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cmmn
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Re: Photograph and First Impressions

I have been reading the other postings and by the time I'm done I feel I have nothing new to add so today I'll post before I read.  I think the introduction of the photograph is the perfect beginning.  I wanted to keep reading to find out why the photograph is so precious.  In fact, I had to keep reading until I finished the book.  I have to say I want more!  The characters are so real I feel like I know them personally and I want to know what happened to them. Will there be a sequel?

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dclement04
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Re: Photograph and First Impressions

good point cmmn...i kinda felt that way the other day about not having something to post so i just piggybacked on someone else's posts...its tough when you have multiple of the same posts.

cmmn wrote:

I have been reading the other postings and by the time I'm done I feel I have nothing new to add so today I'll post before I read.  I think the introduction of the photograph is the perfect beginning.  I wanted to keep reading to find out why the photograph is so precious.  In fact, I had to keep reading until I finished the book.  I have to say I want more!  The characters are so real I feel like I know them personally and I want to know what happened to them. Will there be a sequel?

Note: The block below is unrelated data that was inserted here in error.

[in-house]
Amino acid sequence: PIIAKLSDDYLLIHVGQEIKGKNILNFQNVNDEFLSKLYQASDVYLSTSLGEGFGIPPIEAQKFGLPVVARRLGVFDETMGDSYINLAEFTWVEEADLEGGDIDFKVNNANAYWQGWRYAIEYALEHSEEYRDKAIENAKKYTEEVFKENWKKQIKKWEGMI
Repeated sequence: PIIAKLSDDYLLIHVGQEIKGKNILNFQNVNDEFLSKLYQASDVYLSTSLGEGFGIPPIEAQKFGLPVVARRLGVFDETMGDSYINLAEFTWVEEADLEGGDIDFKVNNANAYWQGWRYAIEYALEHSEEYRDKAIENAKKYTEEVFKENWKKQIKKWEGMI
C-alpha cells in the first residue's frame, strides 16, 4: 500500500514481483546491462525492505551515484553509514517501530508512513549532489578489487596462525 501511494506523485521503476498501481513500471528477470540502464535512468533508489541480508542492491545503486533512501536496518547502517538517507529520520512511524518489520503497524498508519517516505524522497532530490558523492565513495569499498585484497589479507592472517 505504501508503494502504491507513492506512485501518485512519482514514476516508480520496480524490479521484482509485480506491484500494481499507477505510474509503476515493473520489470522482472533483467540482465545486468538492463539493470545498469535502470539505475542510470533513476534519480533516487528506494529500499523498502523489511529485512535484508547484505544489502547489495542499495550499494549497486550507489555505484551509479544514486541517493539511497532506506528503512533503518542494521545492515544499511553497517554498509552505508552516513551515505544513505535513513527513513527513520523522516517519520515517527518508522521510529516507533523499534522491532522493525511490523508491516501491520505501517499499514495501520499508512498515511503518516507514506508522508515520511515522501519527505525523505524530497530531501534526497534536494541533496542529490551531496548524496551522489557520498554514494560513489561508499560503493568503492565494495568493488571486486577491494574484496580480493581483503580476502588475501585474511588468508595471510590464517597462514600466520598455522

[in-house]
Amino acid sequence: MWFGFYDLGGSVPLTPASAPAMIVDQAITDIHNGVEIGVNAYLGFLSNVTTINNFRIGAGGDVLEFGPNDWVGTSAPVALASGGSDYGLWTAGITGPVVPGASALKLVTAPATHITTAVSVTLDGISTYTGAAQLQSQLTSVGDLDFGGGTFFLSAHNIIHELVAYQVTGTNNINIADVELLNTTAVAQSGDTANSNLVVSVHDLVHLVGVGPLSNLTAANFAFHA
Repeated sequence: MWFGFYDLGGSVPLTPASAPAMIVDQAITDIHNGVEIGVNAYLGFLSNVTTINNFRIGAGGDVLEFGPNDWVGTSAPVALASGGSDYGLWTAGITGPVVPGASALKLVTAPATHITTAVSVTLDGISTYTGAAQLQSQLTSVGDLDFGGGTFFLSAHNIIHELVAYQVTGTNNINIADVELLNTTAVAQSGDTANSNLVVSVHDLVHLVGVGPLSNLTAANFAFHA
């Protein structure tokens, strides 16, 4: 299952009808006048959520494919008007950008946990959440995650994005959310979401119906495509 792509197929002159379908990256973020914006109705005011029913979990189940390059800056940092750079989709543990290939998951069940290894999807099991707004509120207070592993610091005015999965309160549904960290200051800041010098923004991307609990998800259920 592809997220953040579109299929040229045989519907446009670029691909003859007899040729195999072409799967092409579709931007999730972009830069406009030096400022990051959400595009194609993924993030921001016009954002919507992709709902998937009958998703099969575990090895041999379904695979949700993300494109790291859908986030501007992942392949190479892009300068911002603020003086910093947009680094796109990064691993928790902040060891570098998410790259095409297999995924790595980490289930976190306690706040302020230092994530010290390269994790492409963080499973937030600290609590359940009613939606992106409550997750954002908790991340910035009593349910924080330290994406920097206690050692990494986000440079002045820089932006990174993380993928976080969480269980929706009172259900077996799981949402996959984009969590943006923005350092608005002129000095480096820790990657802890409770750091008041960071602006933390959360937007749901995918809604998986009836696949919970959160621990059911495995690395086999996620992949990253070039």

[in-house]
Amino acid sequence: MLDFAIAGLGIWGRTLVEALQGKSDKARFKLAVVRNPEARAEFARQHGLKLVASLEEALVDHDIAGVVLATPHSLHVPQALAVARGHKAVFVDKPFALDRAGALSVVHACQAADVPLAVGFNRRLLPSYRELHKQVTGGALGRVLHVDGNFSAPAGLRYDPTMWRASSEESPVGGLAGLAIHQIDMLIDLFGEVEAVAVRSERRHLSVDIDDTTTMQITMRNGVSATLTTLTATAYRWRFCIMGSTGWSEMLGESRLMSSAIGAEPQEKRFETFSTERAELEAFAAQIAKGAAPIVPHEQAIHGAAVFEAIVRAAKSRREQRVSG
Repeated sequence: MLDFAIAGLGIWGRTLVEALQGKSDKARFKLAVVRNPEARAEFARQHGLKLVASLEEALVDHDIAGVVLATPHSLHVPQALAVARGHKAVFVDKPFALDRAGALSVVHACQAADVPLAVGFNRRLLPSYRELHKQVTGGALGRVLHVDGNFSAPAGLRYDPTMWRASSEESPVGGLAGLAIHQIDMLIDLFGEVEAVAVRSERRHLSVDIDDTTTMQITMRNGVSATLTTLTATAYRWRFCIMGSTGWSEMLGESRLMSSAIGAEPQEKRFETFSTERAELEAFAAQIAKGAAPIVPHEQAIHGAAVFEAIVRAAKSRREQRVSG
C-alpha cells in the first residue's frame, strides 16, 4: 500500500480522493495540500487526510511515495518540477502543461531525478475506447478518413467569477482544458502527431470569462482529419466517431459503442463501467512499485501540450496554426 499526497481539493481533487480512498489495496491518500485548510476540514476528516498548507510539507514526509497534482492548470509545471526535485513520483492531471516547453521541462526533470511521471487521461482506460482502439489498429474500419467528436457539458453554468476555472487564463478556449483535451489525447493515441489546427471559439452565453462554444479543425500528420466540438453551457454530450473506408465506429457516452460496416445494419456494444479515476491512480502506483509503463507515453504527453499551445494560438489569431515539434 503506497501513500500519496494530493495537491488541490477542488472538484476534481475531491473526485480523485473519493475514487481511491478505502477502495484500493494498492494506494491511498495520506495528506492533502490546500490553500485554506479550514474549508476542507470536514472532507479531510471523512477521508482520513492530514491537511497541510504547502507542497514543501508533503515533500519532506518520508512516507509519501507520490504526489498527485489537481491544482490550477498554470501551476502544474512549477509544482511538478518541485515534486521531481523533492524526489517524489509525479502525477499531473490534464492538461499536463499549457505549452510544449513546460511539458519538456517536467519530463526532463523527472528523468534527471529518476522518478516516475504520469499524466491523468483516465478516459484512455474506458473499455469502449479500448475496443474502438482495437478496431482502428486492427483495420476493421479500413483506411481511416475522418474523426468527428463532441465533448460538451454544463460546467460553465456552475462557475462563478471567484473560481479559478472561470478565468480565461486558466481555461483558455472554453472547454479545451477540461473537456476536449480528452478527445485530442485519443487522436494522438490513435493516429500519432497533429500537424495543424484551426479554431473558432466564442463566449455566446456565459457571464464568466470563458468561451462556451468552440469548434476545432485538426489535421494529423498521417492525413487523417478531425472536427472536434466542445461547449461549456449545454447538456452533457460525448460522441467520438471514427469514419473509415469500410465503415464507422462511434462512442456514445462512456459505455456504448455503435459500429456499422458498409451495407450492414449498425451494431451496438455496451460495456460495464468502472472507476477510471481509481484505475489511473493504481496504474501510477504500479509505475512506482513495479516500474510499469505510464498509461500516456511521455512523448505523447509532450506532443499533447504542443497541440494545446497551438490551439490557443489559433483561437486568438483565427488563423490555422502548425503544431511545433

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Tarri
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Re: Photograph and First Impressions


cmmn wrote:

I have been reading the other postings and by the time I'm done I feel I have nothing new to add so today I'll post before I read.  I think the introduction of the photograph is the perfect beginning.  I wanted to keep reading to find out why the photograph is so precious.  In fact, I had to keep reading until I finished the book.  I have to say I want more!  The characters are so real I feel like I know them personally and I want to know what happened to them. Will there be a sequel?


I think a great sequel would be the story of Lesya as an adult.  She is my favorite.  

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nicole21WA
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Re: Photograph and First Impressions


Jestre wrote:

Initially, because of the difference in dates, I thought the family described in the photograph was not the same as the one in the book, but now it seems they are probably the same.  Regardless, I didn't start reading with the expectation that the events in the photograph would happen to the family I was reading about so I had no loss of interest because I already knew part of the outcome.